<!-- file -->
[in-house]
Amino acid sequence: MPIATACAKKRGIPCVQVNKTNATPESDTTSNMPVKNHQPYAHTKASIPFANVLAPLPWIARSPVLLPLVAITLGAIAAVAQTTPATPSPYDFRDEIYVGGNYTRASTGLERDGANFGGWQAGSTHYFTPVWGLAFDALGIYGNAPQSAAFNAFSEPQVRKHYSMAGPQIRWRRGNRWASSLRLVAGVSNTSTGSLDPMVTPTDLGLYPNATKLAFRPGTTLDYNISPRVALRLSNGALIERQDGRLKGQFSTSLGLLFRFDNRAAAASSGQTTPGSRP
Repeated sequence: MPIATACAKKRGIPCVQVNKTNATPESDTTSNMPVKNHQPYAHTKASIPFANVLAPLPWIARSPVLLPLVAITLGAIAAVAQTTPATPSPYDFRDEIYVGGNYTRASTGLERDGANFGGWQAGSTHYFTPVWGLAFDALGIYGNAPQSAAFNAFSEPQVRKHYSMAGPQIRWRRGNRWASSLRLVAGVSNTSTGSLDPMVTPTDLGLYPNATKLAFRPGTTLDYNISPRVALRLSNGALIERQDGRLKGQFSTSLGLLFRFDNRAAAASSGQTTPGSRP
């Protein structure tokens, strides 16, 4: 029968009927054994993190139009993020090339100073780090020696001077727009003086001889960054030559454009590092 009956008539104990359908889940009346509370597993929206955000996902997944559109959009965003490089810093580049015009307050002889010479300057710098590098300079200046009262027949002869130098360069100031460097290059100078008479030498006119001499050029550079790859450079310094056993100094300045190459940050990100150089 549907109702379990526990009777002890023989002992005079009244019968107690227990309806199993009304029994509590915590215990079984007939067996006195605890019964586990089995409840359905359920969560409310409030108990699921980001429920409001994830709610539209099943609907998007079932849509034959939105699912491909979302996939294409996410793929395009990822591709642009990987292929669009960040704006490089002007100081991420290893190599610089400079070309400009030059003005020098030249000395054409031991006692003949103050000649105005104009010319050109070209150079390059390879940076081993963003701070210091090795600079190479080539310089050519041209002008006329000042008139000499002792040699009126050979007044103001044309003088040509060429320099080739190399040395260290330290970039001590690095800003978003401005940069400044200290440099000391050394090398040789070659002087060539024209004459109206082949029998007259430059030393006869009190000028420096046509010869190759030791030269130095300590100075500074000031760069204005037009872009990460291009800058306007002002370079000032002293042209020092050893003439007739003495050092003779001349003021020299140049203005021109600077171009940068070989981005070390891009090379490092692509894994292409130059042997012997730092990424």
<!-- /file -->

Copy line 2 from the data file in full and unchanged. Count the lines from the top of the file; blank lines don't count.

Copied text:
Amino acid sequence: MPIATACAKKRGIPCVQVNKTNATPESDTTSNMPVKNHQPYAHTKASIPFANVLAPLPWIARSPVLLPLVAITLGAIAAVAQTTPATPSPYDFRDEIYVGGNYTRASTGLERDGANFGGWQAGSTHYFTPVWGLAFDALGIYGNAPQSAAFNAFSEPQVRKHYSMAGPQIRWRRGNRWASSLRLVAGVSNTSTGSLDPMVTPTDLGLYPNATKLAFRPGTTLDYNISPRVALRLSNGALIERQDGRLKGQFSTSLGLLFRFDNRAAAASSGQTTPGSRP